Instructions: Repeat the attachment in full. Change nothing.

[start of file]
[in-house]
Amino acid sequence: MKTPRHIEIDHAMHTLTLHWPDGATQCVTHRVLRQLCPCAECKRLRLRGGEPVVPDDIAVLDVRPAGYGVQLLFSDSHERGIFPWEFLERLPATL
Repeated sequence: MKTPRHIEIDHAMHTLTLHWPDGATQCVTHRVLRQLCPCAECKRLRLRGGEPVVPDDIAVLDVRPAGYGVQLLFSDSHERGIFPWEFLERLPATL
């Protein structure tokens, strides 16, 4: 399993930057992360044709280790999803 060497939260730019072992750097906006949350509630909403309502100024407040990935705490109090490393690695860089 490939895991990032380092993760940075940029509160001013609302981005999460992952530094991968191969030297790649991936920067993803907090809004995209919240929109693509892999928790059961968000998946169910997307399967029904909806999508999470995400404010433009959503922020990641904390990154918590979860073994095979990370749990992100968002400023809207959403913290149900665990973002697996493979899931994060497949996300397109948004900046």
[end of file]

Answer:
[in-house]
Amino acid sequence: MKTPRHIEIDHAMHTLTLHWPDGATQCVTHRVLRQLCPCAECKRLRLRGGEPVVPDDIAVLDVRPAGYGVQLLFSDSHERGIFPWEFLERLPATL
Repeated sequence: MKTPRHIEIDHAMHTLTLHWPDGATQCVTHRVLRQLCPCAECKRLRLRGGEPVVPDDIAVLDVRPAGYGVQLLFSDSHERGIFPWEFLERLPATL
């Protein structure tokens, strides 16, 4: 399993930057992360044709280790999803 060497939260730019072992750097906006949350509630909403309502100024407040990935705490109090490393690695860089 490939895991990032380092993760940075940029509160001013609302981005999460992952530094991968191969030297790649991936920067993803907090809004995209919240929109693509892999928790059961968000998946169910997307399967029904909806999508999470995400404010433009959503922020990641904390990154918590979860073994095979990370749990992100968002400023809207959403913290149900665990973002697996493979899931994060497949996300397109948004900046």